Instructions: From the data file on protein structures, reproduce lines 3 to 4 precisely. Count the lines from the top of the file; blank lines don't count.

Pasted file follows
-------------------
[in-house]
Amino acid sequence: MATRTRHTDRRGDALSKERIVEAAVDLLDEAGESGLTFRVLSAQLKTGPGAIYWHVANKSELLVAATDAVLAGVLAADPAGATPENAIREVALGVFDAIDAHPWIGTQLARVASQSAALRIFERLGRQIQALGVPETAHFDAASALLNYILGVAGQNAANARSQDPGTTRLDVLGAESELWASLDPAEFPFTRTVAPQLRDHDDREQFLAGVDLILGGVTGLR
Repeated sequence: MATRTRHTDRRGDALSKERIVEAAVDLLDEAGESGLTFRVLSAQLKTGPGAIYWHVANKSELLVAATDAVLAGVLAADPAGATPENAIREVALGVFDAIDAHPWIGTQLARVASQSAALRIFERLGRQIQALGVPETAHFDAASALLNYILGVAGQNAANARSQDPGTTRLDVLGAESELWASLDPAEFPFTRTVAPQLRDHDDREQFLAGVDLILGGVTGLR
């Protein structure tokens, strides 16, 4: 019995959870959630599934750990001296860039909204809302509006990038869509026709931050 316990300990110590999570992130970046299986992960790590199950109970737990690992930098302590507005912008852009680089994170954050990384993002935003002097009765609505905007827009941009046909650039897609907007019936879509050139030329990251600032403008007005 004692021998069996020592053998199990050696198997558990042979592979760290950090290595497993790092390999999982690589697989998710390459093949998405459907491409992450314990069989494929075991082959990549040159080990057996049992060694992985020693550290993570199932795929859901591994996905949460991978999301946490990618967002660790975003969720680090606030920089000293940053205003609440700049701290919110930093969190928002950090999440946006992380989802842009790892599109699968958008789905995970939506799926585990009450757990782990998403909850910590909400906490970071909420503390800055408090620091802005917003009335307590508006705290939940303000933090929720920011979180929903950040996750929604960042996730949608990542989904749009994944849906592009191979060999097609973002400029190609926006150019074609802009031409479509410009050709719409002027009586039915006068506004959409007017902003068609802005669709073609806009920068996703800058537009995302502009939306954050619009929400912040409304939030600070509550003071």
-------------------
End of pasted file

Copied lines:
Repeated sequence: MATRTRHTDRRGDALSKERIVEAAVDLLDEAGESGLTFRVLSAQLKTGPGAIYWHVANKSELLVAATDAVLAGVLAADPAGATPENAIREVALGVFDAIDAHPWIGTQLARVASQSAALRIFERLGRQIQALGVPETAHFDAASALLNYILGVAGQNAANARSQDPGTTRLDVLGAESELWASLDPAEFPFTRTVAPQLRDHDDREQFLAGVDLILGGVTGLR
């Protein structure tokens, strides 16, 4: 019995959870959630599934750990001296860039909204809302509006990038869509026709931050 316990300990110590999570992130970046299986992960790590199950109970737990690992930098302590507005912008852009680089994170954050990384993002935003002097009765609505905007827009941009046909650039897609907007019936879509050139030329990251600032403008007005 004692021998069996020592053998199990050696198997558990042979592979760290950090290595497993790092390999999982690589697989998710390459093949998405459907491409992450314990069989494929075991082959990549040159080990057996049992060694992985020693550290993570199932795929859901591994996905949460991978999301946490990618967002660790975003969720680090606030920089000293940053205003609440700049701290919110930093969190928002950090999440946006992380989802842009790892599109699968958008789905995970939506799926585990009450757990782990998403909850910590909400906490970071909420503390800055408090620091802005917003009335307590508006705290939940303000933090929720920011979180929903950040996750929604960042996730949608990542989904749009994944849906592009191979060999097609973002400029190609926006150019074609802009031409479509410009050709719409002027009586039915006068506004959409007017902003068609802005669709073609806009920068996703800058537009995302502009939306954050619009929400912040409304939030600070509550003071």